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DDoS Hacktivism is Back With a Geopolitical Vengeance

DDoS attacks have evolved from social protests through criminal extortion, hack attack smokescreens and competitor suppression to geopolitical vengeance.

Secure Network Perimeter

Distributed denial of service (DDoS) attacks have evolved from social protests through criminal extortion, hack attack smokescreens and competitor suppression to geopolitical vengeance. All these drivers currently coexist, but aggressive geopolitical revenge now dominates.

This is the primary conclusion to be drawn from StormWall’s Q4 2023 review of global DDoS attacks. StormWall, based in Bratislava, Slovakia, offers a DDoS protection service delivered through a global network of scrubbing centers.

The effect of geopolitics is clearly seen in the timing and volume of current attacks against Israel. In Q3, 2023, less than 1% of global attacks targeted Israel. But following the Hamas raid on October 7, 2023, and the retaliatory invasion of Gaza by the Israeli military, this number leapt to 10.6% — with size and durations ranging from 1.2 Gbps to 135 Gbps, and from a few minutes to 24 hours. In Q4, 2023, tiny Israel became the fourth most DDoS attacked nation in the world, behind China (12.6%), USA (12.2%) and India (11.7%).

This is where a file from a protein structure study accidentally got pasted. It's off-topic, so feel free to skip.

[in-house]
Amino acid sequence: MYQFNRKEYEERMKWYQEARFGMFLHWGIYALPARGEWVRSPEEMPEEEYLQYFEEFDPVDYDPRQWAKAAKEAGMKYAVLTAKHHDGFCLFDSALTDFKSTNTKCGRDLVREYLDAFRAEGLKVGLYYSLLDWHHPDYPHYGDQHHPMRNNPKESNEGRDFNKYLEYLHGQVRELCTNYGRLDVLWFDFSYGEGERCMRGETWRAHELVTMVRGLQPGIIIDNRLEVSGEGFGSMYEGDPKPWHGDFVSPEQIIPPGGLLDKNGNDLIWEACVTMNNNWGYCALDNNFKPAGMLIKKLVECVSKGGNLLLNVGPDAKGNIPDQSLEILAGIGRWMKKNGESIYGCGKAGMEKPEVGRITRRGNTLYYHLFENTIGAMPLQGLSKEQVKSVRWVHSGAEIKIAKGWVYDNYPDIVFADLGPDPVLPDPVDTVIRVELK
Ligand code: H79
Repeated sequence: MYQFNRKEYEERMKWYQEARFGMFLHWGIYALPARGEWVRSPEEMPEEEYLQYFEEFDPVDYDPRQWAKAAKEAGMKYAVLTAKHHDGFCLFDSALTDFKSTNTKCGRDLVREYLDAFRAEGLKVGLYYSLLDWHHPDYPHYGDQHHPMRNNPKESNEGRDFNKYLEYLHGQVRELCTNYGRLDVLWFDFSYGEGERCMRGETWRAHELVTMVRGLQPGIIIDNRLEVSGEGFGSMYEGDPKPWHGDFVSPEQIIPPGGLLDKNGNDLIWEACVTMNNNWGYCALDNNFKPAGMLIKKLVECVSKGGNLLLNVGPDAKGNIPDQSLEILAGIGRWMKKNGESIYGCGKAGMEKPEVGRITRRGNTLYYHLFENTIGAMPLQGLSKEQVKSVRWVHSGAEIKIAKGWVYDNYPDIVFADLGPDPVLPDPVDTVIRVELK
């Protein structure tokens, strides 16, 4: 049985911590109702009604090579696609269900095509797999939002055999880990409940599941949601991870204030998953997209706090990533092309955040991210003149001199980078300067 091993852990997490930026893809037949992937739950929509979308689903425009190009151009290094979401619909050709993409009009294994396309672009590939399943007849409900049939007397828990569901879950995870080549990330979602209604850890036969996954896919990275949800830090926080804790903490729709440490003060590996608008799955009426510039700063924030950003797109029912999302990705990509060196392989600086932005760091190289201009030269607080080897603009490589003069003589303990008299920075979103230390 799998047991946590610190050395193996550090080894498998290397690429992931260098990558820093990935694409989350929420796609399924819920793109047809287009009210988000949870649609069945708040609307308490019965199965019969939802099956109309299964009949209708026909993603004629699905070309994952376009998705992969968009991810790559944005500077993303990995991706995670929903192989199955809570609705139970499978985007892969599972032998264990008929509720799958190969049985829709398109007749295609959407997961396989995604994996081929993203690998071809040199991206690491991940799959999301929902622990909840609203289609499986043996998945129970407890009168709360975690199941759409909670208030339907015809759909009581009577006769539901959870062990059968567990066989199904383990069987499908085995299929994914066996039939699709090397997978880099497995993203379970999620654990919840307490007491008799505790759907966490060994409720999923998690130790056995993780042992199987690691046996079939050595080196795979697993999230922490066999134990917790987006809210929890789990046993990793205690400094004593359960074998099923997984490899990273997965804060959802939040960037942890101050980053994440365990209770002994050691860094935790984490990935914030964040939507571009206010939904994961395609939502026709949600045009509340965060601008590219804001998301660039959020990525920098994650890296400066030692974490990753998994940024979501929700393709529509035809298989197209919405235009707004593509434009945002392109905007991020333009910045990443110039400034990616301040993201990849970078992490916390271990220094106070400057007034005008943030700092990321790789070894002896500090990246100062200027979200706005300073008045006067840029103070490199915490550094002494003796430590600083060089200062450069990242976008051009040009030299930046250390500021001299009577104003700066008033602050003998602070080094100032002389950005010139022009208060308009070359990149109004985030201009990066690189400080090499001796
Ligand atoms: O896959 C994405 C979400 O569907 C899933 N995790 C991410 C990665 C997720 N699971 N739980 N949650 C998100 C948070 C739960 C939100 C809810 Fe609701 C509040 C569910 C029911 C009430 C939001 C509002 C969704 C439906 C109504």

Other indications of a geopolitical motivation behind DDoS attacks can be seen in the individual targets. StormWall’s figures show that government (21% of attacks), retail (17%), telecommunications (15%), finance (12%), and energy (9%) are the five most attacked sectors. All but retail could be described as mainstream critical infrastructure and are primary targets for any attacker wishing to inflict economic damage and disturbance on an enemy. These targets further support the idea that DDoS hacktivism is now largely driven by geopolitical vengeance.

Retail is a bit of an anomaly. Attacking individual shops or retail chains would disrupt the companies, but not the economy. Compare the economic effect to that of taking down large swathes of the internet through targeting telecommunications.

For retail, all Q4 figures are disturbed by the holiday season, but it is still anomalous. StormWall posits the possibility that retail DDoS figures are affected by several non-geopolitical attacks: over-aggressive competitors.

It is impossible to determine the individual actors behind a DDoS attack without their public claim of responsibility (Killnet?). Only the target is clear. However, in the same way that malware researchers detect clues allowing them to suggest ‘with some confidence, we believe that nnn group is behind this attack’, so too can DDoS defenders point the finger in general directions.

In the case of retail, StormWall CMO, Daniil Korolev, told SecurityWeek that monitoring the IT Army of Ukraine (the world’s largest semi-visible group of geopolitical activists) shows no geopolitical interest in targeting retail. “These guys have certain patterns in their attacks. By cross examination we can deduce they have almost zero interest in retail. You can be pretty sure that retail is attacked by competitors because they are never of interest to a hacktivist group — they’re just not that interesting.”